Cleveland — Whites in the United States die of drug overdoses more often than other ethnic groups. Blacks are hit proportionately harder by AIDS, strokes and heart disease. And American Indians tend to die in car crashes.
To shed more light on the ills of America’s poor — and occasionally its rich — the Centers for Disease Control and Prevention on Thursday released its first report detailing racial disparities in a broad array of health problems.
While some are well known, others have had little attention; there were also a few surprises.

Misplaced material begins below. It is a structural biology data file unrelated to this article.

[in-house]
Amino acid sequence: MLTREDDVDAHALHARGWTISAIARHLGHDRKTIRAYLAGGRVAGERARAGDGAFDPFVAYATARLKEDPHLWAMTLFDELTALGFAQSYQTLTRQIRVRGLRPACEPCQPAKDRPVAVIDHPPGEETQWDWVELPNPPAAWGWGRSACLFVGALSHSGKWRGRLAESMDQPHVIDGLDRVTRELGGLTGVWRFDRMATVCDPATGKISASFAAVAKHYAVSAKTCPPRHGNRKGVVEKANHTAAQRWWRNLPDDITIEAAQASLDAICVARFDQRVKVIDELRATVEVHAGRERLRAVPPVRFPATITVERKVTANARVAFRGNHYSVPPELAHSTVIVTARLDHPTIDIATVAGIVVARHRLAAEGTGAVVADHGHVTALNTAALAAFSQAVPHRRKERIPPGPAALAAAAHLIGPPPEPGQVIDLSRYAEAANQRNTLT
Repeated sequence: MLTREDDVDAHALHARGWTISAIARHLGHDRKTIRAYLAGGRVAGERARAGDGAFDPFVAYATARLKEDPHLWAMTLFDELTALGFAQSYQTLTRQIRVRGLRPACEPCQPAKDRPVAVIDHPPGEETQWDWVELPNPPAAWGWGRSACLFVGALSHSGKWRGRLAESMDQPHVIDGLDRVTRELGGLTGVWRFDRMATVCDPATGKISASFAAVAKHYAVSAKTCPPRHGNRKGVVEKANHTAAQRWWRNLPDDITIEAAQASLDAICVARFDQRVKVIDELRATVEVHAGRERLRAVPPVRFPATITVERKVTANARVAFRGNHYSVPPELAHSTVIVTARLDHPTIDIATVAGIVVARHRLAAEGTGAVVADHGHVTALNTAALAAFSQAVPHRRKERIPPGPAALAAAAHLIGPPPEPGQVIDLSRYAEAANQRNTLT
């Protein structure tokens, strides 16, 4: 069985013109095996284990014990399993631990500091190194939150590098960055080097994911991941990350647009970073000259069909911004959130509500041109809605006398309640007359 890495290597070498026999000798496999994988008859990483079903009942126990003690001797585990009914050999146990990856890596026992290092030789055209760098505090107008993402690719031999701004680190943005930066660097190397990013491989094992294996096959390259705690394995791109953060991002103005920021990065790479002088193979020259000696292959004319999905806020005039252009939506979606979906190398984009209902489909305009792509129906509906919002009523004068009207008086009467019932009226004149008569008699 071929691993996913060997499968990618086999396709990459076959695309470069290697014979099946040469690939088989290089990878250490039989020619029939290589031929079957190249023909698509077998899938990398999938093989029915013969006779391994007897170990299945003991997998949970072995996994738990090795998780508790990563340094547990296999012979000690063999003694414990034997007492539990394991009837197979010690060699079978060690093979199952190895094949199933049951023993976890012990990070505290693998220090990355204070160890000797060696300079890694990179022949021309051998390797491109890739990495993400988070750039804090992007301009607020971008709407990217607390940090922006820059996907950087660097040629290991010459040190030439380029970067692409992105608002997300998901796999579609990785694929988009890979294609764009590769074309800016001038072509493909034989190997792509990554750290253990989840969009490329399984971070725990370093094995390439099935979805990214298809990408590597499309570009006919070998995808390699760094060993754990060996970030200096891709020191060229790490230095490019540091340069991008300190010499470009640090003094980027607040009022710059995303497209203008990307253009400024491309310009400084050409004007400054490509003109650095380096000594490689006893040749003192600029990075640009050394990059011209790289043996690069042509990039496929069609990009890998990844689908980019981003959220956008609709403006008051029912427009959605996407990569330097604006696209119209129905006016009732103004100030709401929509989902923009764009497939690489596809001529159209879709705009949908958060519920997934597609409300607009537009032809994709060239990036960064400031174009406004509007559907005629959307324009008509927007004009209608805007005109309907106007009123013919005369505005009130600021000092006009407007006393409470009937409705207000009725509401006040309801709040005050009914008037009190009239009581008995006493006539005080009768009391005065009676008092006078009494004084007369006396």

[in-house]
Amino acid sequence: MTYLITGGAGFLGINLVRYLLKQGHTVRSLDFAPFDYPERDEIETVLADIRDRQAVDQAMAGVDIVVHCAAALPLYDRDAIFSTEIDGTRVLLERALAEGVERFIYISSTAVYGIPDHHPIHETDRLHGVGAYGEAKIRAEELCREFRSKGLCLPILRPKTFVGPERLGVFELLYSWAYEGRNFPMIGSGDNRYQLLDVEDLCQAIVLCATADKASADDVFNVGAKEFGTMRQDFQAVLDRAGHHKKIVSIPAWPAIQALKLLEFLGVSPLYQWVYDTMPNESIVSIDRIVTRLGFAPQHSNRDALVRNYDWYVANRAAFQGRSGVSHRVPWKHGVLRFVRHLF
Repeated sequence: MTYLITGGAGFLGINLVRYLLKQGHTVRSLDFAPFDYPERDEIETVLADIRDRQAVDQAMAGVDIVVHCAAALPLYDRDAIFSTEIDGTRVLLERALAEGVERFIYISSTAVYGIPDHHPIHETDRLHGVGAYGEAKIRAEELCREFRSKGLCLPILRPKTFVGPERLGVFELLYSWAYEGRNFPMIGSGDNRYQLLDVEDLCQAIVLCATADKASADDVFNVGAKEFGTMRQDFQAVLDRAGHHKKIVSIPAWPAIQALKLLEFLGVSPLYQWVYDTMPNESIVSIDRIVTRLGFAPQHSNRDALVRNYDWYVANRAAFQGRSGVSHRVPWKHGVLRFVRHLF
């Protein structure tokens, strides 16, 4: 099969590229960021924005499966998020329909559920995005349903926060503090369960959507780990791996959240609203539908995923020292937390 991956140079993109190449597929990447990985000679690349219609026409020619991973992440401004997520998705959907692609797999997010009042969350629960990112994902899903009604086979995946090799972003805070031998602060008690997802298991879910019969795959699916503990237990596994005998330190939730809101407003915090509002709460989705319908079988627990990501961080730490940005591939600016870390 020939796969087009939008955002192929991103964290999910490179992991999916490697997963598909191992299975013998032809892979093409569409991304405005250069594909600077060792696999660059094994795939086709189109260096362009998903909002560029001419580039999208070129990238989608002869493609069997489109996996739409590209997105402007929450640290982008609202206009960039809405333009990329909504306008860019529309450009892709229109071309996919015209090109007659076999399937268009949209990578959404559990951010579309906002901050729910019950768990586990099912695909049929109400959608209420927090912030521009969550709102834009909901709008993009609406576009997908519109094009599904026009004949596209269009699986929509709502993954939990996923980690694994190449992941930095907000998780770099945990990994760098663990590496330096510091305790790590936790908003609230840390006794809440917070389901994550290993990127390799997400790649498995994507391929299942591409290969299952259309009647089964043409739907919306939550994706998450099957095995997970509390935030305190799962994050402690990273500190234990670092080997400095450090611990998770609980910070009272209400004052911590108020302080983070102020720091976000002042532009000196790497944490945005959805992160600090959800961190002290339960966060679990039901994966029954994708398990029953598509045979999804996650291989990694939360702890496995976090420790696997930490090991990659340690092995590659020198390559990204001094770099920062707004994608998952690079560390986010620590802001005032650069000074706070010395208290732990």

The agency did not delve into why suffering is so disproportionate, other than to note the obvious: that the poor, the uninsured and the less educated tend to live shorter, sicker lives. (Some illnesses were also broken down by income level, by region, by age or by sex, but the main focus was on racial differences.)